•  POGUE: The acronym, and they worked really hard to get it, was Citizens United for the Rehabilitation of Errants. Those who err. I always thought of currants, those little dark dried out fruits. But errants. So CURE started and it was fabulously successful.  
  •  POGUE: They organized all over the state for ten years, until 1985, when they just moved themselves to Washington D.C. to start organizing other states. But in those years, there was a lot of repression, and from the general subject of prison reform, rehabilitation, or the lack of it, I took lots of pictures for Malcolm Greenstein and others who were pursuing cases that had to do with bad medical care, lack of visitation, lack of representation.  
  •  POGUE: So after doing that, in 1978, many prisoners who were self-educated in the legal system -- they call them writ writers -- were making complaints and sending them to Judge William Wayne Justice. So Judge Justice decided to consolidate their complaints into one class action suit against the Texas prison system, called Ruiz. That was one of the writ writers, David Ruiz, versus Estelle, and Mr. Estelle was the chair of the Board of Directors of the prison system. So this class action suit began in 1978, but the actual trial lasted a full year. I don't know... more than three hundred people testified. There were thousands of pieces of evidence.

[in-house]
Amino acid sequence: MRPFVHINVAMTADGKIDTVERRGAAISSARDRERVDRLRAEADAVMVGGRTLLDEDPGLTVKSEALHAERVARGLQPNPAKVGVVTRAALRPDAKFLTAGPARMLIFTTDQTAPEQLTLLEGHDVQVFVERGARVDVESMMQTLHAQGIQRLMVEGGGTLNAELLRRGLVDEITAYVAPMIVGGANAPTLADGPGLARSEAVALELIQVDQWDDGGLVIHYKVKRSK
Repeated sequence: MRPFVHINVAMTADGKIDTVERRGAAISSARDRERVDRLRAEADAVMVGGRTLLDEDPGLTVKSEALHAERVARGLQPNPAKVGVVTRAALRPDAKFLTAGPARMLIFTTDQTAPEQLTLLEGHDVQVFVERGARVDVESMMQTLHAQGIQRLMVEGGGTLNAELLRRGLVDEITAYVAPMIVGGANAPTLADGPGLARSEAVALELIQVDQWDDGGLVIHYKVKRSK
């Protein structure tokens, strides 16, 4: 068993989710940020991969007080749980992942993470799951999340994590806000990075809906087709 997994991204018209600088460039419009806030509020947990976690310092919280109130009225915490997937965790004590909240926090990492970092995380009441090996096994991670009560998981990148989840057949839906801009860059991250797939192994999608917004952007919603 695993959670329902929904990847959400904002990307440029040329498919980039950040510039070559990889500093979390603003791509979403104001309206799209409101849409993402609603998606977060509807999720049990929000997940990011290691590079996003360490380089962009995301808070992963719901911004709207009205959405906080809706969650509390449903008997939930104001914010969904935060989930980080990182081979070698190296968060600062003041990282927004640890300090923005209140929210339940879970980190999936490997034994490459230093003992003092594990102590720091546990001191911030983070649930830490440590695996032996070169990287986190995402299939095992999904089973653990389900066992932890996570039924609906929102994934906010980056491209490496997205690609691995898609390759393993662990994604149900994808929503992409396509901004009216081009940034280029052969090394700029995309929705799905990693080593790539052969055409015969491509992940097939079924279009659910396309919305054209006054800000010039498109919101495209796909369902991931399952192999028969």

•  POGUE: Finally, of course, they decided that yes, indeed, the Texas prison system was using prisoners as guards. Prisoners were able to beat up and in some cases murder other prisoners. There was... I was brought in to photograph.  
  •  POGUE: And I photographed eight prisons very thoroughly. I saw things that even some of the guards hadn't seen, because, for instance, you'd be in a prison, a prison has different wings, different levels. But if you have two rows of cells facing each other, two rows of cells facing each other, between them there would be a metal door.  
  •  POGUE: When you open that door, that leads to all the water and waste water pipes going in and out. It leads to all the electrical wires leading in and out. But when you look down, it could go down three or four floors, and the only thing that there is, is a 2 x 8 board you can walk down, so that technicians could take care of the electrical stuff.  
  •  POGUE: But the guards were often direct the prisoners to throw full trash cans full of trash into that space and it would go all the way down into the bottom and then eventually there would be several feet of trash down there. And it was seething with roaches and I don't know what all, vermin, and rats. 
  •  POGUE: And the prisoners had nothing to do with this, except that they were ordered to throw trash into this space. But that meant that there was no way they could keep their cells clean. And no matter what they did there would be roaches coming in and out through the air vents. That's just one thing, you know.